podcast a couple weeks ago where he interviewed Betsy Stevenson (below) and Justin Wolfers (right), primarily about their research on the Easterlin Paradox, and it highlighted what's wrong with so many academic debates.
To review, in 1974 USC professor Richard Easterlin found that within a given country people with higher incomes were more likely to report being happy. However, between developed countries, the average reported level of happiness did not vary much with national income per person. Similarly, although income per person rose steadily in the United States between 1946 and 1970, average reported happiness showed no long-term trend and declined between 1960 and 1970. Theoretically, utility is generally assumed to be increasing at a decreasing rate (eg, log(x)). So, if you have twice as much GDP/capita, you should be happier, but in practice it doesn't seem to work this way.
I agree with Easterlin, and the relative-status utility function is the key to my book, The Missing Risk Premium. Utility as Stevenson-Wolfers see it is a necessary and sufficient condition for an omnipresent risk premium, that is, it exists in a symmetric if--then relation (if one exists then the other does). Yet, the risk premium seems to show up in only three places, and is usually missing (thus, my book title), if not going the wrong way. Furthermore, evolution favors a relative utility function as opposed to the standard absolute utility function, and the evidence for this is found in ethology, anthropology, and neurology. Economists from Adam Smith, Karl Marx, Thorstein Veblen, and even Keynes focused on status, the societal relative position, as a motivating force in individual lives (this was before mathematical utility functions in the 1950s made the profession ignore relative position). So, this isn't just a crazy idea championed by a wacky Easterlin guy, or just wacky me.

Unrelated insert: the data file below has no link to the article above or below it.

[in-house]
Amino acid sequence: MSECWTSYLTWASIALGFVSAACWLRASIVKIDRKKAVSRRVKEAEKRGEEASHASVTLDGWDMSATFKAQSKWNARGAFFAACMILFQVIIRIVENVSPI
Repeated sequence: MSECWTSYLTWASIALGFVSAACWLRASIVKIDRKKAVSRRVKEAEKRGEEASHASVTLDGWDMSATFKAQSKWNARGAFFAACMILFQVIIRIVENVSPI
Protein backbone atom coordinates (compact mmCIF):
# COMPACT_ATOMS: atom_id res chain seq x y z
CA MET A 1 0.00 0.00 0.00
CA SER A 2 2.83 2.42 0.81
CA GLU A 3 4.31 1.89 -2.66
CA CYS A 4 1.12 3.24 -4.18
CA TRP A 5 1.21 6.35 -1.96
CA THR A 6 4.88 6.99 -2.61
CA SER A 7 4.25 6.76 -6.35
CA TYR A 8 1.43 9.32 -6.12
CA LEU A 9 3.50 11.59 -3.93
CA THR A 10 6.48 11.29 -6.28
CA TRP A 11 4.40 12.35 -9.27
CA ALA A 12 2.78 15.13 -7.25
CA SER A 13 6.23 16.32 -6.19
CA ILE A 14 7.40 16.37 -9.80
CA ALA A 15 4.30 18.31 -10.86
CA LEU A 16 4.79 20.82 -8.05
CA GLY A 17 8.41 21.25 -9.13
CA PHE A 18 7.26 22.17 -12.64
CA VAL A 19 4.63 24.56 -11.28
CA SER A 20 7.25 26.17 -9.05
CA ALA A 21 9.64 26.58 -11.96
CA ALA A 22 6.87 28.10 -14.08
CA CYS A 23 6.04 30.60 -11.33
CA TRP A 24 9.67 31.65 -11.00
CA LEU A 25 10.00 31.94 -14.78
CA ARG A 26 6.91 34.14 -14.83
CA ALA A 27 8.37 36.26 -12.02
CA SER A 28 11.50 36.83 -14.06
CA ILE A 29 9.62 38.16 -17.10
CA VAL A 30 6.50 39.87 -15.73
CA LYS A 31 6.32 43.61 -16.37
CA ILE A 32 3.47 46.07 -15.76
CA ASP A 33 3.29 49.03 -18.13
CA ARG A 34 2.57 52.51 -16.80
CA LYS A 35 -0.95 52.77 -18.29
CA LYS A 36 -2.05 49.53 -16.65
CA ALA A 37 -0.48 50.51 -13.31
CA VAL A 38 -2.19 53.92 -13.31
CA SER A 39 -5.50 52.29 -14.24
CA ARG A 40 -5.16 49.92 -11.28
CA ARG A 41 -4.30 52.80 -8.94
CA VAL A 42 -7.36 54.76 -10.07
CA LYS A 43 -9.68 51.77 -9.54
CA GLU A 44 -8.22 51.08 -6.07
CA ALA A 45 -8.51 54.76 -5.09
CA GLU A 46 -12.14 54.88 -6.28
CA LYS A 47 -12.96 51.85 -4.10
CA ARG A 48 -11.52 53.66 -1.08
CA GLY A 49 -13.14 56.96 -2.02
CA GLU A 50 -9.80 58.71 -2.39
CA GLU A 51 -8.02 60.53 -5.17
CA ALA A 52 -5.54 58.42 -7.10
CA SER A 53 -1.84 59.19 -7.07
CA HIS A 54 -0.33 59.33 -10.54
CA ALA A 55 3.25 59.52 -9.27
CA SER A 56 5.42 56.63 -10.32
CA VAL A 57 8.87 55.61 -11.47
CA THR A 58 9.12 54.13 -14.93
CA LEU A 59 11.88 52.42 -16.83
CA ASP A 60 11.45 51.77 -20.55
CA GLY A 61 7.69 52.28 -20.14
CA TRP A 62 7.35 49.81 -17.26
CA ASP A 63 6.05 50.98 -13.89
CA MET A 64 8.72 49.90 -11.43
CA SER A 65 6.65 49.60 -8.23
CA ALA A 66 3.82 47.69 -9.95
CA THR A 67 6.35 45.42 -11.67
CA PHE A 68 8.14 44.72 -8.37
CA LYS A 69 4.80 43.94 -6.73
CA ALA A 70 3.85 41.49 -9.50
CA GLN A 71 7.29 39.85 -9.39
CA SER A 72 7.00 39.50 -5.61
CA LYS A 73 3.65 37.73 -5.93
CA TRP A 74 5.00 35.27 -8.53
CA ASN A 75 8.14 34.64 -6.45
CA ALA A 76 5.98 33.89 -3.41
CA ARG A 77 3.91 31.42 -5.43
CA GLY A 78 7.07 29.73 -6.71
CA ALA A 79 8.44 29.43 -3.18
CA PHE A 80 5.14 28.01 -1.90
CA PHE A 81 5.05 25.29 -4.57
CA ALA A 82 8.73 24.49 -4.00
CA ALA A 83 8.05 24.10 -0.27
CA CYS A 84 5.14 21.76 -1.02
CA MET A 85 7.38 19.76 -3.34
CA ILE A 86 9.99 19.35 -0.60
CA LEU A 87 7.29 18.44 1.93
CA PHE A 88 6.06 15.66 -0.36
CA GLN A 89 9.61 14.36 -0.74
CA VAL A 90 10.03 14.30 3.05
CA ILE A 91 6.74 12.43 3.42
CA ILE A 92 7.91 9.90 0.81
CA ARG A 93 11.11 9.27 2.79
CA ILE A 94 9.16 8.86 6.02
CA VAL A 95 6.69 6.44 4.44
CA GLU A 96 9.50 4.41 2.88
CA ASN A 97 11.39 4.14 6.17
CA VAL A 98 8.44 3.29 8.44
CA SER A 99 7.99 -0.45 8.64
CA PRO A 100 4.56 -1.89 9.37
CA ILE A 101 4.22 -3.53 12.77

Stevenson and Wolfers are married coauthors, and they have published at least three papers on the topic, all refuting the Easterlin finding. Wolfers states 'most economists have our view, that there is no Easterlin paradox and there probably never was.' I'm sure he is correct, that most economists share his views, but only because they always have: if economist used a relative utility function many (most) seminal models would become ambiguous, and the whole field loses much of its foundation. Interviewer Russ Roberts is the Merv Griffin of economics interviewers--agreeable to a fault--and so never presses them on what specifically causes the Easterlin crowd to see things so differently. As Stevenson is now part of the prestigious yet irrelevant Counsel of Economic Advisors and Wolfers has more affiliations than your average CFA (University of Michigan, Brookings, CAMA, CEPR, CESifo, IZA and NBER), these two represent best practices in economics. It would be useful to see what the 'best of the best' do when applying their laser-logic.
First, there's the paper that made this May's American Economics Review, Subjective Well‐Being and Income: Is There Any Evidence of Satiation? Here they document two things. First, that cross-sectionally, higher GDP/capita generates higher happiness. Strangely, they find that the income-happiness effect is at least twice as strong among richer countries, which no one thinks is true (the effect should decrease as wealth increases), and further using one set of data the effect of income on happiness is negative. The authors note, however, that this is merely because of one country, the Phillipines. Strange that 2 of the 5 observations here were significant in the direction no one argues is true. If this was the effect of one single country, could such an explanation be responsible for the positive effect for the rich countries? The data look disputable (one chart shows Denmark and Norway above Italy and Spain, which would be unusual). That said, by itself it does support their assertion.